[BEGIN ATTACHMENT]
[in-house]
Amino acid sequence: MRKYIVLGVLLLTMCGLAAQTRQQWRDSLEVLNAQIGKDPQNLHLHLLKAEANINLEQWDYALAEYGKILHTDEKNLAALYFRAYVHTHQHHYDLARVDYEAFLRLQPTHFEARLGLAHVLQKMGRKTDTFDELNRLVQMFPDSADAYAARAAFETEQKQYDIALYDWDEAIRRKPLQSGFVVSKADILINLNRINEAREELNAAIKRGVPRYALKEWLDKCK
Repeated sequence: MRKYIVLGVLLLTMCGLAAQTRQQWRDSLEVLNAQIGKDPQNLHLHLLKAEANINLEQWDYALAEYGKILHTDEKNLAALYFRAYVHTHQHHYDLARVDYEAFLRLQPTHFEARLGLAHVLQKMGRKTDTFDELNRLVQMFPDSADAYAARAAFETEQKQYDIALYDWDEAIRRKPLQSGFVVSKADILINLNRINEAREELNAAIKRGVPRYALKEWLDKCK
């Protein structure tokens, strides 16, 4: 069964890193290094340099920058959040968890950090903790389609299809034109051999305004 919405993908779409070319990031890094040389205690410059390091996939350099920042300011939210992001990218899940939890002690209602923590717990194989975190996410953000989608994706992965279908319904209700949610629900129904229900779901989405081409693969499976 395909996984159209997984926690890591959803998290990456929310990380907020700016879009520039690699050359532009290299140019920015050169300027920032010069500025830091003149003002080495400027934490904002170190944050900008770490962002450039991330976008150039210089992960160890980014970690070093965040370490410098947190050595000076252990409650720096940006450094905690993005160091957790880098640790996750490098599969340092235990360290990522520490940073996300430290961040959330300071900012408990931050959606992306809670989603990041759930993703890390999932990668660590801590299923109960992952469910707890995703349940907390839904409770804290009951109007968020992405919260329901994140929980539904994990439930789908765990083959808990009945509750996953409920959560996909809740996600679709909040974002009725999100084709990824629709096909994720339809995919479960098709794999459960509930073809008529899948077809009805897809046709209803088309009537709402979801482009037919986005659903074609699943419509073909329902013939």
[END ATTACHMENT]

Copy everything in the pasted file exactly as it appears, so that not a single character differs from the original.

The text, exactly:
[in-house]
Amino acid sequence: MRKYIVLGVLLLTMCGLAAQTRQQWRDSLEVLNAQIGKDPQNLHLHLLKAEANINLEQWDYALAEYGKILHTDEKNLAALYFRAYVHTHQHHYDLARVDYEAFLRLQPTHFEARLGLAHVLQKMGRKTDTFDELNRLVQMFPDSADAYAARAAFETEQKQYDIALYDWDEAIRRKPLQSGFVVSKADILINLNRINEAREELNAAIKRGVPRYALKEWLDKCK
Repeated sequence: MRKYIVLGVLLLTMCGLAAQTRQQWRDSLEVLNAQIGKDPQNLHLHLLKAEANINLEQWDYALAEYGKILHTDEKNLAALYFRAYVHTHQHHYDLARVDYEAFLRLQPTHFEARLGLAHVLQKMGRKTDTFDELNRLVQMFPDSADAYAARAAFETEQKQYDIALYDWDEAIRRKPLQSGFVVSKADILINLNRINEAREELNAAIKRGVPRYALKEWLDKCK
């Protein structure tokens, strides 16, 4: 069964890193290094340099920058959040968890950090903790389609299809034109051999305004 919405993908779409070319990031890094040389205690410059390091996939350099920042300011939210992001990218899940939890002690209602923590717990194989975190996410953000989608994706992965279908319904209700949610629900129904229900779901989405081409693969499976 395909996984159209997984926690890591959803998290990456929310990380907020700016879009520039690699050359532009290299140019920015050169300027920032010069500025830091003149003002080495400027934490904002170190944050900008770490962002450039991330976008150039210089992960160890980014970690070093965040370490410098947190050595000076252990409650720096940006450094905690993005160091957790880098640790996750490098599969340092235990360290990522520490940073996300430290961040959330300071900012408990931050959606992306809670989603990041759930993703890390999932990668660590801590299923109960992952469910707890995703349940907390839904409770804290009951109007968020992405919260329901994140929980539904994990439930789908765990083959808990009945509750996953409920959560996909809740996600679709909040974002009725999100084709990824629709096909994720339809995919479960098709794999459960509930073809008529899948077809009805897809046709209803088309009537709402979801482009037919986005659903074609699943419509073909329902013939």